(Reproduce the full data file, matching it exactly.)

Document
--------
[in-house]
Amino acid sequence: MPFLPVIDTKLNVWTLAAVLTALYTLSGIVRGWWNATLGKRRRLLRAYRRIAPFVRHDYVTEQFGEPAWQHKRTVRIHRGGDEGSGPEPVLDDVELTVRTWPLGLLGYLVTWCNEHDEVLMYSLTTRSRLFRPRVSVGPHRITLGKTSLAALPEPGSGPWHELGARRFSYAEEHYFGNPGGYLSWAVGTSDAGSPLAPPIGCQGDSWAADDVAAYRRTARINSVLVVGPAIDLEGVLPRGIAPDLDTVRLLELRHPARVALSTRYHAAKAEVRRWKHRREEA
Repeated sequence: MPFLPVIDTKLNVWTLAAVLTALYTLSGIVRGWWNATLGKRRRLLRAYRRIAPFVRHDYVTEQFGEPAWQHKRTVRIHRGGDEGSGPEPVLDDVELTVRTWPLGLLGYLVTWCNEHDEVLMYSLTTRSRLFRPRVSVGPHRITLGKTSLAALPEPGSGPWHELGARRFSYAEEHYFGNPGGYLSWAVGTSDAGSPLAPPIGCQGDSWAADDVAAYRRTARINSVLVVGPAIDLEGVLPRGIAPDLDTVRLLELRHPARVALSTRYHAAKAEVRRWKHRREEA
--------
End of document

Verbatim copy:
[in-house]
Amino acid sequence: MPFLPVIDTKLNVWTLAAVLTALYTLSGIVRGWWNATLGKRRRLLRAYRRIAPFVRHDYVTEQFGEPAWQHKRTVRIHRGGDEGSGPEPVLDDVELTVRTWPLGLLGYLVTWCNEHDEVLMYSLTTRSRLFRPRVSVGPHRITLGKTSLAALPEPGSGPWHELGARRFSYAEEHYFGNPGGYLSWAVGTSDAGSPLAPPIGCQGDSWAADDVAAYRRTARINSVLVVGPAIDLEGVLPRGIAPDLDTVRLLELRHPARVALSTRYHAAKAEVRRWKHRREEA
Repeated sequence: MPFLPVIDTKLNVWTLAAVLTALYTLSGIVRGWWNATLGKRRRLLRAYRRIAPFVRHDYVTEQFGEPAWQHKRTVRIHRGGDEGSGPEPVLDDVELTVRTWPLGLLGYLVTWCNEHDEVLMYSLTTRSRLFRPRVSVGPHRITLGKTSLAALPEPGSGPWHELGARRFSYAEEHYFGNPGGYLSWAVGTSDAGSPLAPPIGCQGDSWAADDVAAYRRTARINSVLVVGPAIDLEGVLPRGIAPDLDTVRLLELRHPARVALSTRYHAAKAEVRRWKHRREEA